I don't if I want a red sticker stuck on my forehead all day at festival ..... However I do understand people not wanting their picture taken and especially their kids picture taken and posted on social media.... It is not like it use to be in this world anymore and people want to protect their kids anyway they can... We have the responsibility as photographers to respect the rights of others especially when it comes to peoples children. Ask it is that simple and if you don't and the parent chases you down bust up your equipment and knocks the living hell out ya... All I can say is you deserved it. RESPECT we all deserve it.
They are probably just joking or making that for free press
A minor thing: NU.nl is not the organisator behind Haarlem Culinair, nu.nl is a newssite who spoke with the organisator of the festival. (probaby lost in translation)
In the article they write that only 3 out of 70.000 used such a sticker.
I myself work for newssite (omroepgelderland.nl, mostly rn7.nl) and I have to say that we europeans suffer a lot under the GDPR (the Netherlands calls it the AVG and the Germans DSGVO), the classic streetphotography is now impossible.
Just an example of the impact of the GDPR:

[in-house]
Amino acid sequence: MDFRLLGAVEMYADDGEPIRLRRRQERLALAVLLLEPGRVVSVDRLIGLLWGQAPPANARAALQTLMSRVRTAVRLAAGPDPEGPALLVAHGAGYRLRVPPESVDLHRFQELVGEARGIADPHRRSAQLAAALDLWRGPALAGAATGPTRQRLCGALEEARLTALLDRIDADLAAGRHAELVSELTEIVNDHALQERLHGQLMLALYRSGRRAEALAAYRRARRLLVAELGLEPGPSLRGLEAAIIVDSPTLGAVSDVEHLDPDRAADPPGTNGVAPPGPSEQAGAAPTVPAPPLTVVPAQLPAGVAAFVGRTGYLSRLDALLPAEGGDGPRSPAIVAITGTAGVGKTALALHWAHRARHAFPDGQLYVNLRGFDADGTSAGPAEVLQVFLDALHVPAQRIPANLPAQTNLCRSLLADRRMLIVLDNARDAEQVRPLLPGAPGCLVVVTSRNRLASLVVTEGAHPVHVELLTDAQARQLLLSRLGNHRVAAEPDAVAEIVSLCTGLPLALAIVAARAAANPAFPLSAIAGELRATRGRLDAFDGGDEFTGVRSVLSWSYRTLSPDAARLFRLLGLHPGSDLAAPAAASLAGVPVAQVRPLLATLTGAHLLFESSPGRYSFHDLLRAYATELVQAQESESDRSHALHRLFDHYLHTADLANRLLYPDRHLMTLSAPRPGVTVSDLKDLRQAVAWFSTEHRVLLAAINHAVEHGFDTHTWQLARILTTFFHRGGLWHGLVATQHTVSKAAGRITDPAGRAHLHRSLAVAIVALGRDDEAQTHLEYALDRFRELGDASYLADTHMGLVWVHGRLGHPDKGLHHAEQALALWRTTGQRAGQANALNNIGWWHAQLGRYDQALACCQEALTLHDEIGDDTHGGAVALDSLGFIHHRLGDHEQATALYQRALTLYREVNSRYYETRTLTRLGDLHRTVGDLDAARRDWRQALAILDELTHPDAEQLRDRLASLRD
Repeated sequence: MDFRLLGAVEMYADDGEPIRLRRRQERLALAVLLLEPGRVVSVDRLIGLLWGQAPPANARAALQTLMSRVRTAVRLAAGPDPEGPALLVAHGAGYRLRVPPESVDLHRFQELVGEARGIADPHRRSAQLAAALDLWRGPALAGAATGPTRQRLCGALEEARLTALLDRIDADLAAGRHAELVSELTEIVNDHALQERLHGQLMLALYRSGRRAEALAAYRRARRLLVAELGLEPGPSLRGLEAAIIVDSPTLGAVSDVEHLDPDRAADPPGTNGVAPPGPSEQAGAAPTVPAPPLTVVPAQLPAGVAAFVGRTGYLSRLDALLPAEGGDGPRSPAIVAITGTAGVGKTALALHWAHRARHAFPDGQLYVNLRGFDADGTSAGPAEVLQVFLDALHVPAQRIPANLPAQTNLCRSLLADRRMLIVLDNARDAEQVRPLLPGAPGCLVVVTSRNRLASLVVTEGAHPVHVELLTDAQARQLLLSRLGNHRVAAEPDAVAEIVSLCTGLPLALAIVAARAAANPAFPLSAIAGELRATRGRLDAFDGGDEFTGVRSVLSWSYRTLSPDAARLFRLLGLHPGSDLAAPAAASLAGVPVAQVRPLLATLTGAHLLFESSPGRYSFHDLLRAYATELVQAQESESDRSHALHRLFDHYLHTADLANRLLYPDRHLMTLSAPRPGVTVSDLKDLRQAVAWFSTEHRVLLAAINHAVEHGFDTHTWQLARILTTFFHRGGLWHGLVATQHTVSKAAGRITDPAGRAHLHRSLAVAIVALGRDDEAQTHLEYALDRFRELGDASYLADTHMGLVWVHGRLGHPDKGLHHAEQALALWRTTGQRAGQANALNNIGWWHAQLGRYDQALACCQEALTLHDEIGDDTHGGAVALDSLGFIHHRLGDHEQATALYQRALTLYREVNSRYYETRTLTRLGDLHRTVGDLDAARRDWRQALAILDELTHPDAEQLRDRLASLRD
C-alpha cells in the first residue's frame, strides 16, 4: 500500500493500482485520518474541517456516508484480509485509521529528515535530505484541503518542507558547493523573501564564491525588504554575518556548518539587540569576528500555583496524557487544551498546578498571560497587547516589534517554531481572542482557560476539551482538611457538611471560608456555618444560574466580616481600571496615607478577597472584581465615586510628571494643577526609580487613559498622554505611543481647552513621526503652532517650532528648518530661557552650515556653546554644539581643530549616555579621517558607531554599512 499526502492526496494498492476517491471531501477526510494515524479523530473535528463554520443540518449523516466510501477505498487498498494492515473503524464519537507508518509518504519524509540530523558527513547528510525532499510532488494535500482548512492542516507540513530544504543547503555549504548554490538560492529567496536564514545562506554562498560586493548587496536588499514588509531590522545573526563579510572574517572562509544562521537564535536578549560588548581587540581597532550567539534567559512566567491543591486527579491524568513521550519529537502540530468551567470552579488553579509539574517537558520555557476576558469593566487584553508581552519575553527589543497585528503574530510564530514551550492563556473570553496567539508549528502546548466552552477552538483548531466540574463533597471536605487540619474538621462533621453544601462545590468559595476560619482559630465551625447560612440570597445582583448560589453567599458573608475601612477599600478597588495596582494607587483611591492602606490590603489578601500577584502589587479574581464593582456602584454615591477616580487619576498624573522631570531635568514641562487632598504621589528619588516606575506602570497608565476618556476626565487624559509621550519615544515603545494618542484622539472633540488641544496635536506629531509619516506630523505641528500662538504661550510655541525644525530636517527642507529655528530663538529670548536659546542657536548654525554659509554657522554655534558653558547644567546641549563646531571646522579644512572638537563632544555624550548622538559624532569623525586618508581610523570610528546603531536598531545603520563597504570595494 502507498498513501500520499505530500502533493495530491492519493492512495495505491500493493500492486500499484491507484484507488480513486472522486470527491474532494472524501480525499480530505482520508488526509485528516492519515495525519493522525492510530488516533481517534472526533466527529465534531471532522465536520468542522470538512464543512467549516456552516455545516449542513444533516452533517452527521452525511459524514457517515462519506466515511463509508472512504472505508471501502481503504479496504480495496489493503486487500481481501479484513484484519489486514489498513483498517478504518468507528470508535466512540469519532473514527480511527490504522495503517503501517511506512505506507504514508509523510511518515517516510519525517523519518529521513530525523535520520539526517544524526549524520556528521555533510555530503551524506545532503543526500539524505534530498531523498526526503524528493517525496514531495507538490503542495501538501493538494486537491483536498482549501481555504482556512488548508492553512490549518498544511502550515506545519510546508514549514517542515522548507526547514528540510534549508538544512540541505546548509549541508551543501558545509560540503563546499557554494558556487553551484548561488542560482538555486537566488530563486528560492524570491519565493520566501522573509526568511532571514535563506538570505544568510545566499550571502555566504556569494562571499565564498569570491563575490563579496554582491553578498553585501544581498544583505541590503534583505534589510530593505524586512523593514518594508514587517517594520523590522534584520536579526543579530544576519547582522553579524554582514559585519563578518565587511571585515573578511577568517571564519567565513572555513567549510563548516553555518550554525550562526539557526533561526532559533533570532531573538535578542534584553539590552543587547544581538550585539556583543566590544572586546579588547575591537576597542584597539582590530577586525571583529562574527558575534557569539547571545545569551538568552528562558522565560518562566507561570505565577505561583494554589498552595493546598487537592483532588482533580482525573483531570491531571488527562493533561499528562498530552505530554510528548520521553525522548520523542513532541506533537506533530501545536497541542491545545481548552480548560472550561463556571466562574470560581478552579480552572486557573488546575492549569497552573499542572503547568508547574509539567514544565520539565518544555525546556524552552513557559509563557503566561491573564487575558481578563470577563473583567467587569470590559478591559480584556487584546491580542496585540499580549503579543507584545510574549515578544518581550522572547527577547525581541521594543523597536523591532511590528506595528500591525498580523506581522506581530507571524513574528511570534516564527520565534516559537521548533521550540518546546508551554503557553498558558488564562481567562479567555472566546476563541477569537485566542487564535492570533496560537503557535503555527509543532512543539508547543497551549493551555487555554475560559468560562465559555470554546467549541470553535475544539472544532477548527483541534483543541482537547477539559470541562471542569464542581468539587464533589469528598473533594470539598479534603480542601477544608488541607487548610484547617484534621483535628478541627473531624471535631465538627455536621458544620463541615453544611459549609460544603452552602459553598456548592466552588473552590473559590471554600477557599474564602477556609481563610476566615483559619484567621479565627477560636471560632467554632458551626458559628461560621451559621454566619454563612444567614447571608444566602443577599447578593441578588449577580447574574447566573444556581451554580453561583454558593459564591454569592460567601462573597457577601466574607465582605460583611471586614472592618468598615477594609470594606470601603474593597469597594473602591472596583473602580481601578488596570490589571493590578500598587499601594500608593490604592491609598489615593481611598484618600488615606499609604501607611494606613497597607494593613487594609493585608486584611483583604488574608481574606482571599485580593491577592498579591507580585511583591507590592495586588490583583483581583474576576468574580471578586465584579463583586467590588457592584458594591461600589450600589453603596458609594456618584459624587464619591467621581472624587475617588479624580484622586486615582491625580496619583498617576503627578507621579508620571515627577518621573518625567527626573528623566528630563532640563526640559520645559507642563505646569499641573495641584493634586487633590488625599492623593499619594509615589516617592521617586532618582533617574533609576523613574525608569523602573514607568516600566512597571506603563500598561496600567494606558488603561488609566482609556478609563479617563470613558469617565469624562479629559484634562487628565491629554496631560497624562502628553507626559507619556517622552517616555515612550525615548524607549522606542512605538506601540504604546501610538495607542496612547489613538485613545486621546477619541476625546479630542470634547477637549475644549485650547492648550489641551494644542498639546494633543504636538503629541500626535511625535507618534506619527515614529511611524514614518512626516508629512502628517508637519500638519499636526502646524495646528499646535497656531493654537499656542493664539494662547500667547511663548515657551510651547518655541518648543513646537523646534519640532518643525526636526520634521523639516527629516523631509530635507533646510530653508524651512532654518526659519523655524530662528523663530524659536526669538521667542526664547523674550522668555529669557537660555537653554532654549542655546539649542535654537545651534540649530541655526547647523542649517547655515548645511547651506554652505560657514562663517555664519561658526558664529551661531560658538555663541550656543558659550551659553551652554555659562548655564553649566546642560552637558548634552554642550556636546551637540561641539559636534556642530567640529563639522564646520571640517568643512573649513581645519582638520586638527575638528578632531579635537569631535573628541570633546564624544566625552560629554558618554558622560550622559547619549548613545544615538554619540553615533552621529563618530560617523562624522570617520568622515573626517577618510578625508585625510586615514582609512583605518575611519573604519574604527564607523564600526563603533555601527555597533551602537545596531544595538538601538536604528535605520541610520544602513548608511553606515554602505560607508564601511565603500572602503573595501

- When you finish school there is usually a photo of the whole class in the newspaper.
With the GDPR you need to have a written consent with each student over
- Who will take the photo
- What are the security measurements of that photographer (antivirus/ several backups)
- What are the security measurements of the newspaper
- - Who is going to handle the picture: the editor, layouter, writer...?
- The print agency: their security measurements, how long will the picture be saved?
- Who is going to handle the pictures there?
- Online Publication and the webhoster: ...you get the idea
- oh and: a lot of the students are minors
As a result many schools are not taking anymore those pictures because the legal situation is not clear or the things above are too much of a burden ( sorry its dutch: https://nos.nl/artikel/2236514-de-geslaagden-in-de-krant-ja-dat-mag-maar...)
A pre-Kindergarten school in Germany made a printed photo album and used a permanent marker to make a faces black, because it was too difficult to get from everyone a consent for publication. You can see only the face of your own child: https://rp-online.de/nrw/staedte/dormagen/dormagen-kita-schwaerzt-gesich...
One school in germany wrote the grades in the schoolreport with their hands. They couldnt use a computer to print the grades, because of the same issue. ( I can elaborate that, but my post is already quite long :D )
use 2 dots.